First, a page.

When granting the approval, the chairman of the board of directors shall exercise discretion. The limits to the chairman’s authority shall be determined by the principles of good faith and equal treatment. Within this scope, no difference is in question for the exercise of the right to request information and examination between the members and the chairman of the board of directors and between the members of the board of directors. Such equality shall not be eliminated through creating privileges. This provision is important since it indicates that the chairman is not superior to the other members (“primus enter pares”). The provisions of the articles of association granting more rights to request information to some of the members than others shall be invalid.
The chairman of the board of directors shall not act arbitrarily and reject the request without evaluation, and shall also not be biased nor in violation of the principle of equal treatment. However, the authority of the chairman of the board of directors to grant such approval shall not be restricted, abolished, transferred or made subject to other approval.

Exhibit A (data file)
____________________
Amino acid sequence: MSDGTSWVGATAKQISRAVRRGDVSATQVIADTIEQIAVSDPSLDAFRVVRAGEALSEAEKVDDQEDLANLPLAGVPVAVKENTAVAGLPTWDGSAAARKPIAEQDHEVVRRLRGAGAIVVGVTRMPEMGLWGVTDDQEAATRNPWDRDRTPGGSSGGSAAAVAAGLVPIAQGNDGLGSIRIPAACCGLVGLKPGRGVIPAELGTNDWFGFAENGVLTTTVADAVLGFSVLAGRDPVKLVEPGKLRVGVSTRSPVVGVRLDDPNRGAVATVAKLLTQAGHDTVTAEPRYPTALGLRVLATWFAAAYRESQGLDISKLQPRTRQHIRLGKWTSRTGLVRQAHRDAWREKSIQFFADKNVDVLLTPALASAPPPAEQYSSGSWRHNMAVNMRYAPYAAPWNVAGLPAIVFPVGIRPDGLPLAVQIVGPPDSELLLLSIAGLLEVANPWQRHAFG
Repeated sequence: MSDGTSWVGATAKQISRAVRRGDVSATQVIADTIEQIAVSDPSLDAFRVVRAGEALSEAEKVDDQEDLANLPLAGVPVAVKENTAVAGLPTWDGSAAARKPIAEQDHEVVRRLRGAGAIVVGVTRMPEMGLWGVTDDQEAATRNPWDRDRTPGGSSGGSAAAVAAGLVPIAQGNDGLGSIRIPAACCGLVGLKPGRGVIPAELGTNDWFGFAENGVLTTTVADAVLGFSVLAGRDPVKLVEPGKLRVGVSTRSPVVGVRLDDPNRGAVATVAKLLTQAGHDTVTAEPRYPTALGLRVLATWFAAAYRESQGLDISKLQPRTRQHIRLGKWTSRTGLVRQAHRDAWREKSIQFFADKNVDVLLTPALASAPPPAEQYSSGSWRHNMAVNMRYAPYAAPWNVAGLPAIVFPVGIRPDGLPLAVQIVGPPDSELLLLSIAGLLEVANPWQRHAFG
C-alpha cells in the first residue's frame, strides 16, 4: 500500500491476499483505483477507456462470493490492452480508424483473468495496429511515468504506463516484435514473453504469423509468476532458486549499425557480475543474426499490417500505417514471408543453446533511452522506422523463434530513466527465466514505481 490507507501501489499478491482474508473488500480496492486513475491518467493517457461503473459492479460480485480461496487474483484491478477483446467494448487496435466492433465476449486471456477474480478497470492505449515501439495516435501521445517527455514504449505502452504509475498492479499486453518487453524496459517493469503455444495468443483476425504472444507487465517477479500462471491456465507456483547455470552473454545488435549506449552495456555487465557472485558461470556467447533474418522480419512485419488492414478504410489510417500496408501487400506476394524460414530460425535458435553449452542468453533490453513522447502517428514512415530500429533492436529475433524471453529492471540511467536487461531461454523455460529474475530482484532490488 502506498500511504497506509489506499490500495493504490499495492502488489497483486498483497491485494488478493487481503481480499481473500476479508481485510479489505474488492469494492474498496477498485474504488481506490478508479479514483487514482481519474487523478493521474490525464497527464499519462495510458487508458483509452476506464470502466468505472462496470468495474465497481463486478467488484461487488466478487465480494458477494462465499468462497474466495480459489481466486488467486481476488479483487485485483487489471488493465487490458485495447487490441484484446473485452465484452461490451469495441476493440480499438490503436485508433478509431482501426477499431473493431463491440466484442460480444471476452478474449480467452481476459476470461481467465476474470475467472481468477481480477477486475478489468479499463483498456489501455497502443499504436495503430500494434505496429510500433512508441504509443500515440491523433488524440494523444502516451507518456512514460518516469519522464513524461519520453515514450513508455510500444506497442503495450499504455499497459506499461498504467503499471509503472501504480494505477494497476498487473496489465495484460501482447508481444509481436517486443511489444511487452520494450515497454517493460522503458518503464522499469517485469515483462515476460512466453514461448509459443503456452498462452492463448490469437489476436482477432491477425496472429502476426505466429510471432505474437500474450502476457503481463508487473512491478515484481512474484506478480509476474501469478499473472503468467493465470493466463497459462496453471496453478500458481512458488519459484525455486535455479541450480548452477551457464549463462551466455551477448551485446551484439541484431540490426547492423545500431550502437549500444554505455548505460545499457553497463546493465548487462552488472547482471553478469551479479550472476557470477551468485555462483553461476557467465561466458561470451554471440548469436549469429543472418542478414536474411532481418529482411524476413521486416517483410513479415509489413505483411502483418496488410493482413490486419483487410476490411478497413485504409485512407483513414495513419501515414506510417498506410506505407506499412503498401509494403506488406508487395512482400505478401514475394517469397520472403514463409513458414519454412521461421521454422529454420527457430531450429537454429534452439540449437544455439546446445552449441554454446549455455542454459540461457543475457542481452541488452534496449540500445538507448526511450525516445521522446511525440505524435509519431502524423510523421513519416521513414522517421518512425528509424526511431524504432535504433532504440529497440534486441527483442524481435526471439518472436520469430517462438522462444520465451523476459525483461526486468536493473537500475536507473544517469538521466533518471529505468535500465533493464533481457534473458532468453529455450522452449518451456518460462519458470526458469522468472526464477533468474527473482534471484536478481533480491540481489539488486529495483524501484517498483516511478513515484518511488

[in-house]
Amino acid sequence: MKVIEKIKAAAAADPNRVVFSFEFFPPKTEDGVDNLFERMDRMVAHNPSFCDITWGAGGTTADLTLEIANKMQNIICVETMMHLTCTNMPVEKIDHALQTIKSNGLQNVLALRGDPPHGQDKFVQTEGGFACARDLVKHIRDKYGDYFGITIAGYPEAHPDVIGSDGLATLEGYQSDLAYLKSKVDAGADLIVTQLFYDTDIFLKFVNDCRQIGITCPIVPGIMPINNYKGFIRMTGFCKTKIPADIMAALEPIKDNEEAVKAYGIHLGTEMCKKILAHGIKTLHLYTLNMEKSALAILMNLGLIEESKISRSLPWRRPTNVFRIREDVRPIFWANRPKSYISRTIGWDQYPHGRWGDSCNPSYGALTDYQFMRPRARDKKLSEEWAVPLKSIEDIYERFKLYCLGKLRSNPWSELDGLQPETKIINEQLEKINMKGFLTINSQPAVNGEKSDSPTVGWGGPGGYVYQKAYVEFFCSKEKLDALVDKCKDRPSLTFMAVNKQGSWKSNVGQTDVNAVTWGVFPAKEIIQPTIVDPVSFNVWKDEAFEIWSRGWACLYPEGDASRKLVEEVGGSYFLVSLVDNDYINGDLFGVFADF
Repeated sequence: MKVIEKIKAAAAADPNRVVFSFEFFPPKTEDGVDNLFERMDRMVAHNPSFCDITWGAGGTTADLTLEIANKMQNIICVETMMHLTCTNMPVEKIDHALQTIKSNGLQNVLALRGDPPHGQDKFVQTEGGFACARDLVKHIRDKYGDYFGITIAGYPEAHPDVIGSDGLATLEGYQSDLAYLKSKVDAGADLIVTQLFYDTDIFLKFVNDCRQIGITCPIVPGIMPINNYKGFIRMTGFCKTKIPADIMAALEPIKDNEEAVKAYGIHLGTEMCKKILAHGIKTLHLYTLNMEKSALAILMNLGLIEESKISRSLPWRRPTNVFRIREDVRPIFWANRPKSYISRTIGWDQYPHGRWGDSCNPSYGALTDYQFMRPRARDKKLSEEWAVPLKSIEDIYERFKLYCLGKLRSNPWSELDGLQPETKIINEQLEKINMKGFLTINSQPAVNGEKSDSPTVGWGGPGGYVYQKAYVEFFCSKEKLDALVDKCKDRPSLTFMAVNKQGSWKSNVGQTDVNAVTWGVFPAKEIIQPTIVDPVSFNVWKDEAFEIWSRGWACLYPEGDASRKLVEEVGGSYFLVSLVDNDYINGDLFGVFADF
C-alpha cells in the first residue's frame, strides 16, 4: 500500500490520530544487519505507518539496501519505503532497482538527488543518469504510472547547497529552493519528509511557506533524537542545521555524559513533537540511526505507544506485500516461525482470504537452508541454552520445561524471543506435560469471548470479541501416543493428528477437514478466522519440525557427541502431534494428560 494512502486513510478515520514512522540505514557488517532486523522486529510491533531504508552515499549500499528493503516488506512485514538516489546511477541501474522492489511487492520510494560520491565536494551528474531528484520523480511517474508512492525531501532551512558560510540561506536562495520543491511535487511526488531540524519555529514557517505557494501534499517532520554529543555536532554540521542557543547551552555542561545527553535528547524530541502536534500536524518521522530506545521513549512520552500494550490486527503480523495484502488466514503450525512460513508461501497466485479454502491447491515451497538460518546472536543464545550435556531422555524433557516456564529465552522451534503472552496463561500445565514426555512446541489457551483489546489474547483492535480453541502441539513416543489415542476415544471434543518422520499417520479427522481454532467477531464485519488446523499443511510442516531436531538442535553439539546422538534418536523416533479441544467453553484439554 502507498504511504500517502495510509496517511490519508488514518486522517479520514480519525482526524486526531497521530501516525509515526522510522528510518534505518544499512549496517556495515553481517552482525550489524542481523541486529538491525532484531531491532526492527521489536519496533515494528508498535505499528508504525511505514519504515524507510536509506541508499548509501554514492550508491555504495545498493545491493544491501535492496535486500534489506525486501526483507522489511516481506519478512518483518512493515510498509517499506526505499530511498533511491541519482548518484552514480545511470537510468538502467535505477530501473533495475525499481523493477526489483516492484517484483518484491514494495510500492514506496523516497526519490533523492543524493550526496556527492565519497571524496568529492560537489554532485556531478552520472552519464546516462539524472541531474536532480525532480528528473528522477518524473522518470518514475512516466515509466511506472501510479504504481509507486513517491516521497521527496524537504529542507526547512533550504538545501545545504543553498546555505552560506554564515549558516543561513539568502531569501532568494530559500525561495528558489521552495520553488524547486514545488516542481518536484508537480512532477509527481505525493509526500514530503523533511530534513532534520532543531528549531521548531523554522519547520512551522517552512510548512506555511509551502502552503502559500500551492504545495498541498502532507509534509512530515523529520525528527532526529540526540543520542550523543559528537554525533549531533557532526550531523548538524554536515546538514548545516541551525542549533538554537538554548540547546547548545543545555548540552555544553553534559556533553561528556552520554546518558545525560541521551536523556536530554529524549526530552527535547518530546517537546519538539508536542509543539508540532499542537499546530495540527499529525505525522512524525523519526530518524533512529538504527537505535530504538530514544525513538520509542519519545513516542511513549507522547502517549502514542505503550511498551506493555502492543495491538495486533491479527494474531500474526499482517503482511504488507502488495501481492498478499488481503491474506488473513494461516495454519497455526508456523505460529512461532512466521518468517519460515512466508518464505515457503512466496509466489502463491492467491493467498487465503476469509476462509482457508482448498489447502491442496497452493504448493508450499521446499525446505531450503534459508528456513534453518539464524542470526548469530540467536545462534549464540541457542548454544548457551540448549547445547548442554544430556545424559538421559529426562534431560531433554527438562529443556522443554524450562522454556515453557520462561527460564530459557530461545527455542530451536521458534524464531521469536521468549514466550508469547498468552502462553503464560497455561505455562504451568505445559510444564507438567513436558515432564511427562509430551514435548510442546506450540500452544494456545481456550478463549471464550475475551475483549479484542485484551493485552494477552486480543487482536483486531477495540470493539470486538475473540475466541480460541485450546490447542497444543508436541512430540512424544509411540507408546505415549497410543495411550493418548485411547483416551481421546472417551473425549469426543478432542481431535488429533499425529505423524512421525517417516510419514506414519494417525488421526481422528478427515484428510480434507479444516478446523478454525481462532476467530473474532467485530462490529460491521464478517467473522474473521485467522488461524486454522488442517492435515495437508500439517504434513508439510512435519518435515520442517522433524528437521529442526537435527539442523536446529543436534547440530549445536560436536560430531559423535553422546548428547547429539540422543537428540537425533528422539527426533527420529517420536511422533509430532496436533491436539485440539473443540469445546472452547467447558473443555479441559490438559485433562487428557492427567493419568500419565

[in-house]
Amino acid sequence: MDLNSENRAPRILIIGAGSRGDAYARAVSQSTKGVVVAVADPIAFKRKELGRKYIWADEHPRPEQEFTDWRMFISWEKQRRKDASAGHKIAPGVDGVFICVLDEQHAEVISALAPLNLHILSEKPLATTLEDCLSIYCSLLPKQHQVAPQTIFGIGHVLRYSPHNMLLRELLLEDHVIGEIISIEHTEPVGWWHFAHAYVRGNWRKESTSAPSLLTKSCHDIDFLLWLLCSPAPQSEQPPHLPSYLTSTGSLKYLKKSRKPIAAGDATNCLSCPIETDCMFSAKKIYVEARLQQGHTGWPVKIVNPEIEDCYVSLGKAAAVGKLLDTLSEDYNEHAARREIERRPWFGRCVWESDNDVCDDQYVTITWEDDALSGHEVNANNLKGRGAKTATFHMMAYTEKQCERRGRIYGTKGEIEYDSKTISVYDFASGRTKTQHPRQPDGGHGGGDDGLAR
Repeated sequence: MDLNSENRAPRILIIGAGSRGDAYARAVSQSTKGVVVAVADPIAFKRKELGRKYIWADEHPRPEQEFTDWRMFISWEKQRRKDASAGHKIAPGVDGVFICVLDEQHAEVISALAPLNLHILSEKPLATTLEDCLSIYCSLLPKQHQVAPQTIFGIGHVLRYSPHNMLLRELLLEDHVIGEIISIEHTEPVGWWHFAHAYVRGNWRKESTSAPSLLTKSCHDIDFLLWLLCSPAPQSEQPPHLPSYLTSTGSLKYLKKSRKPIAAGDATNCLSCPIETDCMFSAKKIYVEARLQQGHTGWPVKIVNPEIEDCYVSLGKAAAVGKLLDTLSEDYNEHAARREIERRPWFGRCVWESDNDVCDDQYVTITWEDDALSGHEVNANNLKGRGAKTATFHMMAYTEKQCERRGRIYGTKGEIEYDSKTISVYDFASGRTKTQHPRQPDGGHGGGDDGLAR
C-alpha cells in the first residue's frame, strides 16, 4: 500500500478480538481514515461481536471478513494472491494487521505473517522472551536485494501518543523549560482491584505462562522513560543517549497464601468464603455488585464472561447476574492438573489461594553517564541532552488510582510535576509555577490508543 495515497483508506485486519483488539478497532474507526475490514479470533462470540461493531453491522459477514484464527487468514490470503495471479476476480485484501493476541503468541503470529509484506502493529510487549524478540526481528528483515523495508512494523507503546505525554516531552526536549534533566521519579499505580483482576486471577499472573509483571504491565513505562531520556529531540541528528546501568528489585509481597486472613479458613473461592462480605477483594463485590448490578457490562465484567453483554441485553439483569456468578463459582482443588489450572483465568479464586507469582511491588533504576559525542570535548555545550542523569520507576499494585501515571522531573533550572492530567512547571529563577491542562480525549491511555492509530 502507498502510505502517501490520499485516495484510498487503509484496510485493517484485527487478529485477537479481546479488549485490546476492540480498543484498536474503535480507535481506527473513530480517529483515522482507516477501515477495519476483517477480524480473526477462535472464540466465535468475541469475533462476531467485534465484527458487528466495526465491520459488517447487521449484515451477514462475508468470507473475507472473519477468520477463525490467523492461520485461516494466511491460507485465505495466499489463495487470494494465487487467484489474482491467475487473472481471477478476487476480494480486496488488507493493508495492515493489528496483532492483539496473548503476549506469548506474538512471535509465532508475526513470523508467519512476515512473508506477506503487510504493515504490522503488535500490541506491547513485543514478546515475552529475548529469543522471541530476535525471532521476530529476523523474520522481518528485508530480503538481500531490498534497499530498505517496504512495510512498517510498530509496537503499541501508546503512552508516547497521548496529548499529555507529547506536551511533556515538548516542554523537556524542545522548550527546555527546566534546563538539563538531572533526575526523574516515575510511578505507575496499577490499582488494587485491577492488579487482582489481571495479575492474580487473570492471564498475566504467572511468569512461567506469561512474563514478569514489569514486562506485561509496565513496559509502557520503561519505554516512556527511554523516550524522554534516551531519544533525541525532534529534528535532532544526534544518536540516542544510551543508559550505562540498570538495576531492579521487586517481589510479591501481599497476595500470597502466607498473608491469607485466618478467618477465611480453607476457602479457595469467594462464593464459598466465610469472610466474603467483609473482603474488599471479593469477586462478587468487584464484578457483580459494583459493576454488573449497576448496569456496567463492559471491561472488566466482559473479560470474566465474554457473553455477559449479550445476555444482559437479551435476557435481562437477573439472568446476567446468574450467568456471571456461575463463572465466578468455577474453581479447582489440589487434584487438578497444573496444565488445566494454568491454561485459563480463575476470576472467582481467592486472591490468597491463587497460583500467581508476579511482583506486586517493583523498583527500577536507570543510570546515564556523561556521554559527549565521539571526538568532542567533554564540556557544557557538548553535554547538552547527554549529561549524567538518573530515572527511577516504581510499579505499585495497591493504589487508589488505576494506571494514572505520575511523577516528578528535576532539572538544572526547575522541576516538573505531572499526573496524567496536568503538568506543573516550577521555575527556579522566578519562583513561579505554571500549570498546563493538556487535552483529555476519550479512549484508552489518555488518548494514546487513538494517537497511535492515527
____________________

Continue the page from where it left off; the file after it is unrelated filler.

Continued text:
Rejection of the Request for Information or Examination
Provided that the chairman of the board of directors rejects the request for information or examination by a member outside the meeting, as per Art 392(4), the issue shall be brought to the attention of the board of directors at a meeting to be held within two days. Such meeting may be held physically or electronically, or a resolution shall be taken through circulation. The member whose request was rejected may attend and vote at this meeting. Pursuant to Art. 390(1), the resolution is taken by the affirmative vote of the majority of the attending members. The chairman of the board of directors shall be bound by the decision of the board. However, if the exercise of the right to request information is contrary to the company’s interest, the chairman may apply to the court as per Art. 392(4) .
Provided that the board of directors does not convene within two days, or the request is rejected, as per Art. 392(4), the requesting member shall apply to the commercial court of first instance of the place where the company’s headquarters is located and demand a review of the request. Pursuant to Art. 392(1), the same provision applies provided that the submission of the information or documentation is rejected, or the questions are left unanswered during the meeting. The court may give its decision by examining the file, and such decision is final. If the board of directors rejects a request of information and examination of the chairman, the chairman may apply to the court without the need to hold a second board of directors’ meeting.